- Sensitive Personal Data U.S. Businesses: These are U.S. businesses that maintain or collect, directly or indirectly, sensitive personal data of U.S. citizens. The Proposed Rule sets forth a definition of "sensitive personal data," which includes "identifiable data" and genetic information. In response to the public's concerns over the breadth of the term genetic information, the Regulations make changes intended to circumscribe the range of genetic data that will be viewed as sensitive personal data. Sensitive personal data now includes the results of an individual's "genetic tests" as used in the Genetic Information Non-Discrimination Act of 2008 (GINA), as long as such data is identifiable. Test data from U.S. Government databases used routinely for research are excluded.
Importantly, CFIUS retains its traditional jurisdiction over transactions that could result in foreign control of any U.S. business.
- Mandatory Declarations for Certain
Foreign Government-Backed Transactions and Foreign Investments in
Critical Technologies: The Regulations mandate filings for two
types of foreign investments – those involving certain (i)
foreign government-backed investments in TID U.S. businesses, and
(ii) foreign investments in critical technology TID U.S. businesses
with a nexus to specified industries.
- Foreign Government-Backed Investments in TID U.S. Businesses: Filings are required for transactions involving "substantial interests" in which (i) a foreign person acquires a 25% or greater voting interest, direct or indirect, in a TID U.S. business, and (ii) a foreign government, in turn, holds a 49% or greater voting interest, direct or indirect, in that foreign person. The Regulations also provide that a "substantial interest" held by an "excepted foreign state" (as discussed below) will not trigger a mandatory declaration and clarify that a "substantial interest" in the context of investment funds means that the foreign government must have a 49% or greater interest in the general partner, managing member, or equivalent of the entity.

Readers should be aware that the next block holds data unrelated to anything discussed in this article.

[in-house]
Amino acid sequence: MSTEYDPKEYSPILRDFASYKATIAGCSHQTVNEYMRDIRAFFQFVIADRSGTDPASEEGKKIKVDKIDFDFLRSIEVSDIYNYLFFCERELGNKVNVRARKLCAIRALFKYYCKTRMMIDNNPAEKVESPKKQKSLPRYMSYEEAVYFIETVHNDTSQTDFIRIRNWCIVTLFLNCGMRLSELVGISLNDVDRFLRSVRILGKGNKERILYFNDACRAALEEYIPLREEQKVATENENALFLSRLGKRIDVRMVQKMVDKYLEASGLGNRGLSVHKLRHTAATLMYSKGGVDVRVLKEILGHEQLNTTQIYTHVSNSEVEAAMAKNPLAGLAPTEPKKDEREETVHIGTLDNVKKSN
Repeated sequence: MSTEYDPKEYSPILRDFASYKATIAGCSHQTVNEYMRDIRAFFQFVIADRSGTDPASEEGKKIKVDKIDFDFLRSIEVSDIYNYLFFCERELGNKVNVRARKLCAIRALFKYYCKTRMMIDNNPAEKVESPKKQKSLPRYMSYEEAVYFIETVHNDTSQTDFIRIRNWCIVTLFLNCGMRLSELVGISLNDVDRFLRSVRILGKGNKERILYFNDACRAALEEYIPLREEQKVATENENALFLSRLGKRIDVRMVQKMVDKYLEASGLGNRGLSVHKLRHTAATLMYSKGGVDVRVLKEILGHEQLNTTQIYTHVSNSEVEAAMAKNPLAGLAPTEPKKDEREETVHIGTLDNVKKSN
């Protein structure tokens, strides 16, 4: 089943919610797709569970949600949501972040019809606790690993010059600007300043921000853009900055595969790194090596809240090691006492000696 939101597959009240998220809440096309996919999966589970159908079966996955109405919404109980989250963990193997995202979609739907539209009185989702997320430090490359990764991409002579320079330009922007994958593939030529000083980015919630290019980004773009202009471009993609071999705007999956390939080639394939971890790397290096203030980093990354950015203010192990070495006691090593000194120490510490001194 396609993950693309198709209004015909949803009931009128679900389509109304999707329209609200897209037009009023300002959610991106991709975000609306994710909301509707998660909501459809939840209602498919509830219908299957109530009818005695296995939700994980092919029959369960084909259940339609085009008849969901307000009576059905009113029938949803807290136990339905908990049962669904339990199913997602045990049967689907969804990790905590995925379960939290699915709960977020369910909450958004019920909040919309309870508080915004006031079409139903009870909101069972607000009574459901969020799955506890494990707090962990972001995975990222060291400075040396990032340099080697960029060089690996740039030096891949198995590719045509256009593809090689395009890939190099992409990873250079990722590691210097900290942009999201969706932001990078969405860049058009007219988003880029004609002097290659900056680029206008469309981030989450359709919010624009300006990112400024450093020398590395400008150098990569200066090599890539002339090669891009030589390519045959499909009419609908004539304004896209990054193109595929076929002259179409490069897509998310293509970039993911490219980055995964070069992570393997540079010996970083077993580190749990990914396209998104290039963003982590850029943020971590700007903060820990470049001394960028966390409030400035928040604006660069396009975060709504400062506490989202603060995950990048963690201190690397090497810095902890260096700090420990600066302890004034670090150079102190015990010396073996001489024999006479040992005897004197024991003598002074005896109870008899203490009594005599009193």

- Foreign Investments in Critical Technology TID U.S. Businesses: Filings are required for certain foreign investments in TID U.S. businesses with critical technologies. The Regulations largely incorporate the provisions of the "pilot program," established on 10 November 2018, which requires mandatory filings for certain non-controlling and controlling investments in TID U.S. businesses that produce, design, test, manufacture, fabricate, or develop critical technologies within or for 27 identified industries. Importantly, the Regulations incorporate several exemptions or exclusions from these critical technology mandatory filings including ones for "excepted investors" (as discussed below), foreign ownership or control (FOCI)-mitigated entities, entities whose only critical technology is certain encryption technology, and investment funds that have completely passive foreign investors and are exclusively managed and ultimately controlled by U.S. nationals. The pilot program remains in effect through 12 February 2020.
- Treasury also plans to issue a separate notice of proposed rulemaking that revises the critical technologies mandatory declaration to replace the NAICS code prong of the analysis with one that is based upon export control licensing requirements.